Matvii Hodovaniuk Notes

A Pragmatic Approach

The Evils of Duplication #

The problem arises when you need to change a representation of things that are across all the code base.
Every piece of knowledge must have a single, unambiguous, authoritative representation within a system.

DRY—Don't Repeat Yourself

Types of duplication:

Make it easy to reuse

Orthogonality #

Two or more things are orthogonal if changes in one do not affect any of the others. Also called cohesion.
Write "shy" code.

Eliminate Effects Between Unrelated Things

Benefits:

Reversibility #

Be prepared for changes.

There are no Final Decisions.

Tracer Bullets #

In new projects your users requirements may be vague. Use of new algorithms, techniques, languages, or libraries unknowns will come. And environment will change over time before you are done.
We're looking for something that gets us from a requirement to some aspect of the final system quickly, visibly, and repeatably.

Use Tracer Bullets to Find the Target

Advantages:

Tracer Bullets Don't Always Hit Their Target #

Tracer bullets show what you're hitting. This may not always be the target. You then adjust your aim until they're on target. That's the point.

Tracer Code versus Prototyping #

With a prototype, you're aiming to explore specific aspects of the final system.
Tracer code is used to know how the application as a whole hangs together.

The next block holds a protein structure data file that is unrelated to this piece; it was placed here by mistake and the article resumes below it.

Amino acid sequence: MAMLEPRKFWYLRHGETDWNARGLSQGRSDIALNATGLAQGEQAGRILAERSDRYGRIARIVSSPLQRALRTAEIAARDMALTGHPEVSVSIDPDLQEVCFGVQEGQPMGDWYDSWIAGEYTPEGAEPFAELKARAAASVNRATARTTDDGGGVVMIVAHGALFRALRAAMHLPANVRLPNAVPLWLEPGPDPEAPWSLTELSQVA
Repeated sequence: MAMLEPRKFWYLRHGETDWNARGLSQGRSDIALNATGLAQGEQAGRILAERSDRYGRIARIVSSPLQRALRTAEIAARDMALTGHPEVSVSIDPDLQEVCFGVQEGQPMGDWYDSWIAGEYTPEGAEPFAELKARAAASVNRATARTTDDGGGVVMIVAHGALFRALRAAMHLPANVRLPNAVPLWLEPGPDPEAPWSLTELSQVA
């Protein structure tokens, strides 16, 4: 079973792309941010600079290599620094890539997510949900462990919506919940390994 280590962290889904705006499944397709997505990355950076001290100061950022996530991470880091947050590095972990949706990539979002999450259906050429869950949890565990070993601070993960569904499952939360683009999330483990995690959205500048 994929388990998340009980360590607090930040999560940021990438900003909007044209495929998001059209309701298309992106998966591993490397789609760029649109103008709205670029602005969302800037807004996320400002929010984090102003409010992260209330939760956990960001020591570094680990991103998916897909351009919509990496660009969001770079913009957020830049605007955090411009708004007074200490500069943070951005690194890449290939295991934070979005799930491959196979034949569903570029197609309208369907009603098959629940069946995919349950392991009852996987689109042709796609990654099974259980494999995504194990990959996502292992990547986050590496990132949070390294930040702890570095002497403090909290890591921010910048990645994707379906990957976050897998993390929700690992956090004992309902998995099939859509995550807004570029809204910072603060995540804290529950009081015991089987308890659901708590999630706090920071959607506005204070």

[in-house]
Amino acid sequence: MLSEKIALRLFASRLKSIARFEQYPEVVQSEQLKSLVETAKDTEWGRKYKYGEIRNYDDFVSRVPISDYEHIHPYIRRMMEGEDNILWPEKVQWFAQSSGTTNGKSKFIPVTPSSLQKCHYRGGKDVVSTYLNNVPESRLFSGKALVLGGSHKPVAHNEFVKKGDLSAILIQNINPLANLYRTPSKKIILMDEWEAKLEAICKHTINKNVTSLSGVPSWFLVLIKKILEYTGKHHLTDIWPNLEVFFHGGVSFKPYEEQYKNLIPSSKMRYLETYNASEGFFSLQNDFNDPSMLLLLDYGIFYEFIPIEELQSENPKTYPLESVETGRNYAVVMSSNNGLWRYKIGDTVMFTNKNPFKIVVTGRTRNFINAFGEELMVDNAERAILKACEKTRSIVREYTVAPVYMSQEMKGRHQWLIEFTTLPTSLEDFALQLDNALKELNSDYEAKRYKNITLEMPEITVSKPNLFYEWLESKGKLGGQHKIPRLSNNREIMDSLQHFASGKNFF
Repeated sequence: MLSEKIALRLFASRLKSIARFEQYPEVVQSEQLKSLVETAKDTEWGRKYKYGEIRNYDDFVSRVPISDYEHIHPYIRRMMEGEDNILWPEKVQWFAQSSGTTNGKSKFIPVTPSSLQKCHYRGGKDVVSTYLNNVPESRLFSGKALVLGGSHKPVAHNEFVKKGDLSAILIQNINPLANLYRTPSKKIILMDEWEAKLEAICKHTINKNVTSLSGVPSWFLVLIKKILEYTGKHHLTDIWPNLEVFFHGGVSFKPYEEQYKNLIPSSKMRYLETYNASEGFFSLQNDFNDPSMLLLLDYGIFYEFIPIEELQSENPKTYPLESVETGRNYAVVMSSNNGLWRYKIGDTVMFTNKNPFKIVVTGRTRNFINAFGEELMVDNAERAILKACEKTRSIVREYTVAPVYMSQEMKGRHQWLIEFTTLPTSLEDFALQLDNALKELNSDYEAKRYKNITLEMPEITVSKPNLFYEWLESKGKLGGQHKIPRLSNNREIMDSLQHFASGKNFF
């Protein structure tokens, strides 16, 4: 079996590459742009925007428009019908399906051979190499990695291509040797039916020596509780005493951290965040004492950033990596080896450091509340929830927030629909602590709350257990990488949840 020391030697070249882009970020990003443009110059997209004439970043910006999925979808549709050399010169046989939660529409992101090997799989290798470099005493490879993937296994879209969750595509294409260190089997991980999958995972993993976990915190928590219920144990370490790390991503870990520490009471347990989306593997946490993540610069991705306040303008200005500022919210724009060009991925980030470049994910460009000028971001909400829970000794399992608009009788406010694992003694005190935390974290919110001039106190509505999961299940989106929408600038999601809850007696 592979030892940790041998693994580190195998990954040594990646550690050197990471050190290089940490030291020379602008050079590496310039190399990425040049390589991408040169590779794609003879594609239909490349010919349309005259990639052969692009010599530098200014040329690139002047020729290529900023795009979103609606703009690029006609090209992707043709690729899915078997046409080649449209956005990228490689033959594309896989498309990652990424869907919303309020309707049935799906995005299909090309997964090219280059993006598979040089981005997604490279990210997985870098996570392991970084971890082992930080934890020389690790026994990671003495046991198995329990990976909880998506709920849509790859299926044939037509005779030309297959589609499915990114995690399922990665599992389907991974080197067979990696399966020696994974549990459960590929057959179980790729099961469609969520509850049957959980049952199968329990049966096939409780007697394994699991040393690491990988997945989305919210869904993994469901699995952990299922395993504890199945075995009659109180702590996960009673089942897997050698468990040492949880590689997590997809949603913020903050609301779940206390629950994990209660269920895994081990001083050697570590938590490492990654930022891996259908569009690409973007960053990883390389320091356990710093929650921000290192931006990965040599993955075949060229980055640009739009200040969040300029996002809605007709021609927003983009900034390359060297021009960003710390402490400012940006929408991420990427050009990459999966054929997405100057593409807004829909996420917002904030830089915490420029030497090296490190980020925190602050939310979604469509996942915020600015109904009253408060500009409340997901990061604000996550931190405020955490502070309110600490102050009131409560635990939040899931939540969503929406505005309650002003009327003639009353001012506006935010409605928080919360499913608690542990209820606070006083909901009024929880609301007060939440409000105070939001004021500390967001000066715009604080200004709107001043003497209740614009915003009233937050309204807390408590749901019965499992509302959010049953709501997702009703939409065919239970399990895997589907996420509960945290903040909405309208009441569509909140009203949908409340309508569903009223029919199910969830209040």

Prototyping generates disposable code.
Tracer code is lean but complete, and forms part of the skeleton of the final system.

Prototypes and Post-it Notes #

We build software prototypes to analyze and expose risk, and to offer chances for correction at a greatly reduced cost.

Prototype anything that:

Samples:

Prototype to Learn

Avoid details:

Prototyping Architecture:

Never deploy the prototype

Domain Languages #

Program Close to the Problem domain

Estimating #

Estimate to Avoid Surprises

How Accurate Is Accurate Enough? #

First: Do they need high accuracy, or are they looking for a ballpark figure?

Second: Scale time estimates properly

Duration Quote estimate in
1-15 days days
3-8 weeks weeks
8-30 weeks months
30+ weeks think hard before giving an estimate

Where Do Estimates Come From? #

Ask someone who's been in a similar situation in the past.

Estimating Project Schedules #

The only way to determine the timetable for a project is by gaining experience on that same project.
Practice incremental development, repeating the following steps:

The refinement and confidence in the schedule gets better and better each iteration

Iterate the Schedule with the Code

What to Say When Asked for an Estimate #

"I'll get back to you."

Challenges #

Start keeping a log of your estimates. For each, track how accurate you turned out to be. If your error was greater than 50%, try to find out where your estimate went wrong.

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